I’m fascinated by how you used methods from the world of ecology and applied them to a different discipline. What other innovative uses are there for these biogeographical techniques? Could a corporation use these tools to predict, for instance, a good spot to open a new Starbucks or McDonald’s? I would think that the way you examined global, regional, and local ecosystems could be applied to business decisions.

    Thanks!

    • Error: Unable to create directory /home/worldsci/public_html//wp-content/uploads/2014/04. Is its parent directory writable by the server? Tom Gillespie

      Hi David,
      Yes business and geographers have long used location theory to identify a good spot for a new Starbucks, money teller machines, and toy stores for example. This has historically been done by using Geographic Information Systems that use area (i.e. neighborhoods, income levels), line (roads, patterns of traffic) and point (locations of building for lease) data. I believe that all the top MBA programs in the US do teach this theory and geospatial technology to graduate students.

      However, for satellite imagery (pixels in grids), there is much less research on the topic. It should be possible to monitor, lets say commodities like coffee from space in near real time. For instance, you could monitor coffee production in Brazil from imagery available daily.

  4. I usually think of island biogeography as applying to species rather than individuals. Is it useful to use it on an individual scale? (In this case, I understand you were using it with an individual, but in general, can it work like that?)

    Are there other examples of island biogeography being used in ways like this? (To track people, or more broadly to understand or predict things other than populations on islands or in isolated places?)

    Thanks for taking questions!

    • Error: Unable to create directory /home/worldsci/public_html//wp-content/uploads/2014/04. Is its parent directory writable by the server? Tom Gillespie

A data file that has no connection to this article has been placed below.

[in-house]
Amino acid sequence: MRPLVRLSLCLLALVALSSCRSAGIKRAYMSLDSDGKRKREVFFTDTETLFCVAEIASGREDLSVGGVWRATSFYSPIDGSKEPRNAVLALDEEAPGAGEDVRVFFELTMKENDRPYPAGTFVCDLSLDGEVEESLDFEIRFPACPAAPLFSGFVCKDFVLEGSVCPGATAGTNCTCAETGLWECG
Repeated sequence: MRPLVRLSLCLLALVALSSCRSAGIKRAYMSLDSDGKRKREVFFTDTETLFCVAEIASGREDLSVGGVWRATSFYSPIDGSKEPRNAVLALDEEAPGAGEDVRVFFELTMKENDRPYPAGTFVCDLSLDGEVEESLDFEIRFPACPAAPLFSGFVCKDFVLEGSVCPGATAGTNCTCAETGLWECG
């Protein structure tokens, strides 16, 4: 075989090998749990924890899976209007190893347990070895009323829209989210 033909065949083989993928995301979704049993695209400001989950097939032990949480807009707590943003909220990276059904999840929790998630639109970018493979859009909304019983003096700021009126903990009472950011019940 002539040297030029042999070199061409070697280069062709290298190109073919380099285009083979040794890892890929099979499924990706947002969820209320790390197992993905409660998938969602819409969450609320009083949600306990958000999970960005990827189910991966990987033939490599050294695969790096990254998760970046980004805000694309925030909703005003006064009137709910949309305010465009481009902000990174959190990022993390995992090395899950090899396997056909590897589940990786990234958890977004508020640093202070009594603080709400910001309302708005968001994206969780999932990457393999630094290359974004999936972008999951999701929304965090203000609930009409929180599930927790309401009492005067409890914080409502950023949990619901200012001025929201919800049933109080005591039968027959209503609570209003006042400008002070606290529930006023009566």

Hi Molly,
      Yes Island biogeography usually focuses on species, but sometimes endangered species are reduced to a very low number of individuals. I am really not familiar with the applications of island biogeography on people or individuals.

  5. Yamkwok NG

    Hi Professor Gillespie;

    I am absolutely fascinated by your research. Wondering if you have any experience on applying your existing methodologies in geography and almost-eradicated/eradicable infectious diseases?

    In particular, I am interest to know for a disease that is in approaching eradication (assuming it is Polio); what’s your experience/thinking about using your research to identify potential remaining hot-spots (places/populations) so a coordinated global public health efforts can be deployed to these places/populations.

    Thanks ahead,

    Yamkwok

    • Error: Unable to create directory /home/worldsci/public_html//wp-content/uploads/2014/04. Is its parent directory writable by the server? Tom Gillespie

      Hi Yamkwok,
      That is a very interesting global public health question. I do not know very much about Polio, however, I am working with a graduate student that is modeling mosquitoes and malaria in Africa. The hardest data to collect is the field data (lat., long.) for outbreaks, but once you have this, it is possible to model the distribution of the disease and predict where and when it should occur next. In particular, it is possible to combine data on outbreaks and satellite imagery associated with malaria (i.e. still water, topography, temperature) and GIS data (population density, prevention methods, health centers, isolation) to identify the extent of an outbreak. Then you can use daily satellite imagery to warn you when the conditions are ideal for another out break.

  6. Error: Unable to create directory /home/worldsci/public_html//wp-content/uploads/2014/04. Is its parent directory writable by the server? Thomas Gillespie

    Thank you for your questions. Sincerely Thomas W. Gillespie